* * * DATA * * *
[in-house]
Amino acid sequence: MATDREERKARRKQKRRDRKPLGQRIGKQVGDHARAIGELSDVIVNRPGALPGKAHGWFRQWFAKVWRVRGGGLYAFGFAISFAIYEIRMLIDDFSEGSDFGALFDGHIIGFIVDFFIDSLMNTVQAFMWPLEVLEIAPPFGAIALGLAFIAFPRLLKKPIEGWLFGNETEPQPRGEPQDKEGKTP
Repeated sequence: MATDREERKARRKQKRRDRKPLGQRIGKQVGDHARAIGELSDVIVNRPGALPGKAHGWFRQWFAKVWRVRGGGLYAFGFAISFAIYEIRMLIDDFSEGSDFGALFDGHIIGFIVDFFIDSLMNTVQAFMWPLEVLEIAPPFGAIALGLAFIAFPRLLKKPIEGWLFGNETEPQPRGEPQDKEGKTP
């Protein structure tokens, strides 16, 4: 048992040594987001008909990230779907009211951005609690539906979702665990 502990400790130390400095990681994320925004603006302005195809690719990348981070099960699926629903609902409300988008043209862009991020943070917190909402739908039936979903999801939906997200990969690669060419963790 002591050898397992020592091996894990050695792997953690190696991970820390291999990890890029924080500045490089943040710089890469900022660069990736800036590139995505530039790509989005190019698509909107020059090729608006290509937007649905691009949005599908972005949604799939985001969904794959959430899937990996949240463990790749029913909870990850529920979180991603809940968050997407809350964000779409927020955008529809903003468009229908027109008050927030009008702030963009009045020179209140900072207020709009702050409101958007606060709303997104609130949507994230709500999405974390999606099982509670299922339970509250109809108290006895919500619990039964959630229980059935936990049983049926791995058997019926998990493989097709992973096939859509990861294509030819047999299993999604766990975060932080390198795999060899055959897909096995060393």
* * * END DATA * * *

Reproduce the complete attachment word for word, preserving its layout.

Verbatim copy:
[in-house]
Amino acid sequence: MATDREERKARRKQKRRDRKPLGQRIGKQVGDHARAIGELSDVIVNRPGALPGKAHGWFRQWFAKVWRVRGGGLYAFGFAISFAIYEIRMLIDDFSEGSDFGALFDGHIIGFIVDFFIDSLMNTVQAFMWPLEVLEIAPPFGAIALGLAFIAFPRLLKKPIEGWLFGNETEPQPRGEPQDKEGKTP
Repeated sequence: MATDREERKARRKQKRRDRKPLGQRIGKQVGDHARAIGELSDVIVNRPGALPGKAHGWFRQWFAKVWRVRGGGLYAFGFAISFAIYEIRMLIDDFSEGSDFGALFDGHIIGFIVDFFIDSLMNTVQAFMWPLEVLEIAPPFGAIALGLAFIAFPRLLKKPIEGWLFGNETEPQPRGEPQDKEGKTP
């Protein structure tokens, strides 16, 4: 048992040594987001008909990230779907009211951005609690539906979702665990 502990400790130390400095990681994320925004603006302005195809690719990348981070099960699926629903609902409300988008043209862009991020943070917190909402739908039936979903999801939906997200990969690669060419963790 002591050898397992020592091996894990050695792997953690190696991970820390291999990890890029924080500045490089943040710089890469900022660069990736800036590139995505530039790509989005190019698509909107020059090729608006290509937007649905691009949005599908972005949604799939985001969904794959959430899937990996949240463990790749029913909870990850529920979180991603809940968050997407809350964000779409927020955008529809903003468009229908027109008050927030009008702030963009009045020179209140900072207020709009702050409101958007606060709303997104609130949507994230709500999405974390999606099982509670299922339970509250109809108290006895919500619990039964959630229980059935936990049983049926791995058997019926998990493989097709992973096939859509990861294509030819047999299993999604766990975060932080390198795999060899055959897909096995060393």